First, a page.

(6) NICHELLE NICHOLS. A TMZ story about Nichelle Nichols reports “Judge Grants Conservatorship After Dementia Claims”
‘Star Trek’ actress Nichelle Nichols will have a new team handling her financial affairs in response to her son’s claims she’s battling dementia … TMZ has learned.
According to court docs, an L.A. County judge signed off on Kyle Johnson’s request to have 4 fiduciaries be his mom’s conservators until mid-August, when there will be a court hearing. The hope is Nichelle will be able to attend that hearing.
As we first reported … Kyle says his mother, who famously played Lt. Uhura, suffers from severe short-term memory loss, and needs court-ordered protection to block people from taking advantage of her.
In the docs, obtained by TMZ, the judge said Nichelle consents to the appointment of her conservators. The judge also noted Nichelle is currently out of state.
(7) KIDDER OBIT. CNN reports “Margot Kidder, ‘Superman’ actress, dead at 69”:
Kidder starred opposite Christopher Reeve’s Clark Kent and his alter ego Superman in the original  film as well as the three sequels: “Superman II” in 1980, “Superman III” in 1983 and “Superman IV: The Quest for Peace” in 1987.
She also starred in “The Amityville Horror” in 1979 and worked steadily in television and on stage.
After three marriages and thousands of dollars in medical bills, Kidder found herself homeless in 1996 as she struggled with bipolar disorder.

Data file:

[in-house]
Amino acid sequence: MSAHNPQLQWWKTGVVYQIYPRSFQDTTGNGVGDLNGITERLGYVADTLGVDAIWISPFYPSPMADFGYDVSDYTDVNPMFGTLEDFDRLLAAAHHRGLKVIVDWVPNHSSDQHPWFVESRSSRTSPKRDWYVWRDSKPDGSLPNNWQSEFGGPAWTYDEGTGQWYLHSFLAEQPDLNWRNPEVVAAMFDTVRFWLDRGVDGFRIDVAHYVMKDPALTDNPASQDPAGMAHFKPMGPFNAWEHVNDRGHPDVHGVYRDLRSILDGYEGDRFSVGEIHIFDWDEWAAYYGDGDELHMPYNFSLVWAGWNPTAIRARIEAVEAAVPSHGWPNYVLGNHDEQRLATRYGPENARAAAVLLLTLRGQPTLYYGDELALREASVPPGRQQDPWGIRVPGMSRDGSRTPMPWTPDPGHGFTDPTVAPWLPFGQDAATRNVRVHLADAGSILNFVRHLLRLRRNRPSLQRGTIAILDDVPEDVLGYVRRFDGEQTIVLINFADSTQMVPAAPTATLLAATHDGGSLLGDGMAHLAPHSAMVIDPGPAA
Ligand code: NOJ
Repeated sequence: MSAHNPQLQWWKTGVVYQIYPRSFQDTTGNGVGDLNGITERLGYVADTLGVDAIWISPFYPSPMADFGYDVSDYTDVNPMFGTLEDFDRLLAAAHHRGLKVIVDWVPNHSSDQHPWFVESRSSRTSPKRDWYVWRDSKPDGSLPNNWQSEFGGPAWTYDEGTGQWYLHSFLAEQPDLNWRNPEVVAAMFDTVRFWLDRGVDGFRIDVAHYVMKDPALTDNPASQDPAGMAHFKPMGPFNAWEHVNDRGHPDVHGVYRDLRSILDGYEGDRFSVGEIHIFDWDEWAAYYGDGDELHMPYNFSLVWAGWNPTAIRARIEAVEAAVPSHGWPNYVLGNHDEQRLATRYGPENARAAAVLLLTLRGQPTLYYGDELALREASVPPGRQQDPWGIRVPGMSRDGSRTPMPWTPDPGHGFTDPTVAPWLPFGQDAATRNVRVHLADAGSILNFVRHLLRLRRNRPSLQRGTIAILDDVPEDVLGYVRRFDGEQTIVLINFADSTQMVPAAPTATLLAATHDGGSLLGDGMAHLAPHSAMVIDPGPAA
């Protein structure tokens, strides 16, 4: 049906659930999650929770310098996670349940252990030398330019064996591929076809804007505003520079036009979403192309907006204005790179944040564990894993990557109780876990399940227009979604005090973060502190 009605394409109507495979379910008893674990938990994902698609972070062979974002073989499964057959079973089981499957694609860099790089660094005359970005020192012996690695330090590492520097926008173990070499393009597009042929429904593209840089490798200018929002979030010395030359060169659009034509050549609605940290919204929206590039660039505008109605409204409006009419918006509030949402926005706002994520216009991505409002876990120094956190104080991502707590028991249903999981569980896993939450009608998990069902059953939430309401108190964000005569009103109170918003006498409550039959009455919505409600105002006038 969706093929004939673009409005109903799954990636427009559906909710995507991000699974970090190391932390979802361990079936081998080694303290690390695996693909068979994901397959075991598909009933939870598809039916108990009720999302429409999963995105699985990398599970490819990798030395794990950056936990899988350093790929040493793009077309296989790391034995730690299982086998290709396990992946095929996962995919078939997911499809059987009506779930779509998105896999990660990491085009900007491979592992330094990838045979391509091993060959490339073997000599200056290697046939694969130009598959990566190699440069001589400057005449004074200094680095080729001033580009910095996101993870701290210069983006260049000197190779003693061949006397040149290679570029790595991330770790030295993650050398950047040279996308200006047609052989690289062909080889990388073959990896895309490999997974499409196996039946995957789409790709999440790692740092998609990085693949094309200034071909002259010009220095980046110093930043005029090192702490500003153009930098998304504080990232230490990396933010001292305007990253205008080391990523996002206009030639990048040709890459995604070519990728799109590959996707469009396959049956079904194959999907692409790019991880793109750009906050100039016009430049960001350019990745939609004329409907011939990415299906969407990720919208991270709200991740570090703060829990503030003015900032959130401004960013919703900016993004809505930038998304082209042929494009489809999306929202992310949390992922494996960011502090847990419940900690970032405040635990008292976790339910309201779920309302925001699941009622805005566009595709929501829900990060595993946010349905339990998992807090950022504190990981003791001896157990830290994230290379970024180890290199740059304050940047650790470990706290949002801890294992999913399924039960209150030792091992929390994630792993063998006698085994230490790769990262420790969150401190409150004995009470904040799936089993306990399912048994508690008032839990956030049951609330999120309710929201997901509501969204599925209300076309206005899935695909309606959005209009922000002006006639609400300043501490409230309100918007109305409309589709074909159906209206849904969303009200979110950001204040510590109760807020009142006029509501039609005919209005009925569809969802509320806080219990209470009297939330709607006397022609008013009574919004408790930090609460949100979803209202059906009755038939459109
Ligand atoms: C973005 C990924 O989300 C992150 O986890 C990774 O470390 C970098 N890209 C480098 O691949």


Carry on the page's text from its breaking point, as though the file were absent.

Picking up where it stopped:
Her story grabbed the hearts of fans and Hollywood with many reaching out to help Kidder, who eventually got back on her feet and went on to become a mental health advocate.
(8) TODAY’S BIRTHDAY MOGULS
- Born May 14, 1944 – George Lucas
- Born May 14, 1951 – Robert Zemeckis
(9) REMEDIAL CLASSWORK. Alexandra Erin is refreshing the recollection of some Twitter users who proved unfamiliar with the Sad Puppies events as they really occurred in this timeline. Jump on the thread here:
(10) SPACE SPRITZ. Analysts are catching up with the data collected by space probe Galileo: “Icy Moon Of Jupiter Spews Water Plumes Into Space”.
Scientists have new evidence that there are plumes of water erupting from the surface of Jupiter’s icy moon Europa — plumes that could, maybe, possibly contain signs of life.
The evidence comes from data collected by the now-defunct Galileo spacecraft. Although the data has been available since it was collected in 1997, it’s only now that an analysis confirms the existence of water plumes.
For more than two decades, scientists have been convinced Europa has a liquid water ocean sloshing around beneath its icy outer crust. In the past six years, two teams of researchers using the Hubble Space Telescope reported the possible existence of plumes. But as powerful as Hubble is, seeing something as small as a plume on a moon more than 380-million miles away is difficult.
(11) DROP BY ANYTIME. NPR has the story: “Tardis Optional: Time Travelers Invited To Stephen Hawking Service” — repeat of an old Hawking test/gag?
Stephen Hawking’s ashes will be interred at Westminster Abbey this June. He’ll take his place among giants — between Sir Isaac Newton and Charles Darwin. Applications to attend a Service of Thanksgiving are open to the public, and anyone — including people born in 2038, can apply. A thousand spaces are available.